So, today’s moral comes from mutants: stay away from radioactivity!  You may think it would be fun to develop mutant powers, but you are more likely to become a monster than a hero.  And a Pro Tip for anyone doing business with magical creatures is to invest in a high-quality pair of protective sunglasses with mirrored lenses.  I’m not sure how much protection these will actually provide from all those lethal glances, but at least if you do still go mad or turn to stone, you’ll look cool doing it.
        Do you think fantastical things are more believable if they’re attributed to radioactivity or alien ooze as opposed to plain old unexplained magic?

[Pictures: Caladrius, illumination from bestiary, 1226-1250 (Image from Bodleian Libraries);
Kelpie (Bäckahästen), illustration by Johan Egerkrans (Image from artists’s web site johanegerkrans.com);
Gorgon, detail of black-figure jug by The Amasis Painter, c 550-530 BCE (image from The British Museum);
Shinkiro, wood block print from Hyakki shui by Toriyama Sekien, 1805 (Image from Smithsonian Libraries);
Godzilla, still from “Godzilla” with special effects by Eiji Tsuburaya, 1954 (Image from Bright Wall/Dark Room);
Mutant Ninja Turtles, artwork by Kevin Eastman, 1988 (Image from Kevin Eastman Studios).]


Liam Sullivan said...

Cool stuff. I enjoyed reading these tidbits.

Melanie Atherton Allen said...

To answer your ending question, I think my preferences depend on what we're trying to explain. For example, I might buy radioactive-blah-blah-something as an explanation for why a person is no longer able to feel pain (which can result in some superhero-looking feats, because the stopper is off, they are no longer limited by the body's warning system, but will also probably result in a visit to the hospital, because they will probably break themselves) or now has rock-hard skin. But if we are talking flying, I think I'd be more likely to believe a magical explanation. As for turning invisible or teleportation... hm, I feel like I could go either way there.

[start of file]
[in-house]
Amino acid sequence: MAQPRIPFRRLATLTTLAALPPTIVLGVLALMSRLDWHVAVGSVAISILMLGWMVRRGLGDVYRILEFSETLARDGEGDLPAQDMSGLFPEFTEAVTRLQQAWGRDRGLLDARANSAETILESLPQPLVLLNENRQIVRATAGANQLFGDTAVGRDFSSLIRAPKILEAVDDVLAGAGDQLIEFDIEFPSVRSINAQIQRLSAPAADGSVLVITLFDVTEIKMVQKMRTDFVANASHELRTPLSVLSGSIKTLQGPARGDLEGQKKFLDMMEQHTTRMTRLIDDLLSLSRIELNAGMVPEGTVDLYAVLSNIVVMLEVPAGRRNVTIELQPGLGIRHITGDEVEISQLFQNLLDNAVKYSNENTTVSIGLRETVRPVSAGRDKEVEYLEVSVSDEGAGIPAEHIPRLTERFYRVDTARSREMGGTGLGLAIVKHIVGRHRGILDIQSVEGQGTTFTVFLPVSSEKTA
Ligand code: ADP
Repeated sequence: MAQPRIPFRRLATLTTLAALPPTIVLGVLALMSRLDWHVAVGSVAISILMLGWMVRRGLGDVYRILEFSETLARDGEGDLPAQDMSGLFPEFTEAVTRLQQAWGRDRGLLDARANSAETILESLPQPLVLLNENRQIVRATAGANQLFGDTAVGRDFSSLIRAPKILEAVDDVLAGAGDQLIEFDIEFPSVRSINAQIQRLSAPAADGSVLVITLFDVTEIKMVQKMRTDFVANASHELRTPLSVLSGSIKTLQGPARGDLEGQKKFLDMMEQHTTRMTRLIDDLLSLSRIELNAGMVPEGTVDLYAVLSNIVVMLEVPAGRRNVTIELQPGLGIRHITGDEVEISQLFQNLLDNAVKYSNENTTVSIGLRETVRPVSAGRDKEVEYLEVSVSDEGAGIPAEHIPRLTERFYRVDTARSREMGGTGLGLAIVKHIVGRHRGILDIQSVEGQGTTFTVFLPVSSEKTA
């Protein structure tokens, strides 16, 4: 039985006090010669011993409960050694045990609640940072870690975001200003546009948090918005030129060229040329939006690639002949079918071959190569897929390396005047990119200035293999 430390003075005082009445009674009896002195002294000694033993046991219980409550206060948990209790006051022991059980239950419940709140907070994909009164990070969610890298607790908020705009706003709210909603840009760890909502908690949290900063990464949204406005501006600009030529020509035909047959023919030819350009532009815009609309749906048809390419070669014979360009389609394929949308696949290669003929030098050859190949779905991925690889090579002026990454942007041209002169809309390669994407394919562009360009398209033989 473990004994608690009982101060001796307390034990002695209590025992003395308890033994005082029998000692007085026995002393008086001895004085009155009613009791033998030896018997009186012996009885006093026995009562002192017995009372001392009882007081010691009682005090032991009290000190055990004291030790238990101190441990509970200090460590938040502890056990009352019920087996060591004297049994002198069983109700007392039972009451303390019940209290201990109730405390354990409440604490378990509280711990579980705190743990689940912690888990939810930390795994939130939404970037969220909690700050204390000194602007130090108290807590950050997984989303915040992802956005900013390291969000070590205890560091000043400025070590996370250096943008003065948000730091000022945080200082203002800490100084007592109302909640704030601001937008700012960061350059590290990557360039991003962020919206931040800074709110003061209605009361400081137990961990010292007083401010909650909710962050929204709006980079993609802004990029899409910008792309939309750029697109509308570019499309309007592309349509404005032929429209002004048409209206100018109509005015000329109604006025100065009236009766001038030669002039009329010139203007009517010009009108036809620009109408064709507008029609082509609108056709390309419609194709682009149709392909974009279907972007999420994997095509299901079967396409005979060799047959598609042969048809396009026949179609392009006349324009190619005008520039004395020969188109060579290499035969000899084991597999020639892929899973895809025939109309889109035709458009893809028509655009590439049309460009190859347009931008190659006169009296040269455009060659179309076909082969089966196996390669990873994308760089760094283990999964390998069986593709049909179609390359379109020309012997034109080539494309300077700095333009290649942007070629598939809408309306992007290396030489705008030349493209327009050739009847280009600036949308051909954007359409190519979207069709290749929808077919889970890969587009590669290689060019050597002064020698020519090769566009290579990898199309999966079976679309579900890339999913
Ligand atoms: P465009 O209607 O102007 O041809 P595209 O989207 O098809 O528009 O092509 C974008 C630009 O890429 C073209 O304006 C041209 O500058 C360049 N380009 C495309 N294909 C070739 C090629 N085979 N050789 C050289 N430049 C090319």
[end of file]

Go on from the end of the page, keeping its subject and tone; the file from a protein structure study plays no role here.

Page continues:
Rob Z Tobor said...

I didn't know that about the kelpie

Kristin said...

I find the myths more "believable. And scary. I would never think I heard godzilla behind me in a forest at night.

Jayashree Srivatsan said...

The head of snakes with petrifying glances is also shared by Medusa of Greek mythology right ? I somehow feel its highly possible that one gets some powers by mutation but some do seem a bit far fetched :D

Jayashree writes

Lisa said...

I'd rather have them be magical. The radio-active goop and spider venom just isn't "believable!" Too modern for me. I like the creepy legends of the kelpies and selkies. Things are weren't magic, they just were.

Anne E.G. Nydam said...

Thanks for visiting, Liam and Rob!

Jayashree, yes, Medusa is the most famous of the Gorgons.

It sounds like so far the magic explanation is winning among readers of this blog. =)


I think monsters are most believable when the story they exist in does a good job of building backstory and lore into said monster's creation. It's all imaginary, after all. So, if a creator does a good job in making me believe in his creation, I'm more likely to go wherever I'm led within a story...regardless of how the monster gets its power.


Anne E.G. Nydam said...

Anjela, you're right. All stories depend on magic: the magic of the writer or teller bringing you into the story!

Ronel Janse van Vuuren said...

The kelpie is my favourite :-)

Ronel visiting for the A-Z Challenge My Languishing TBR: M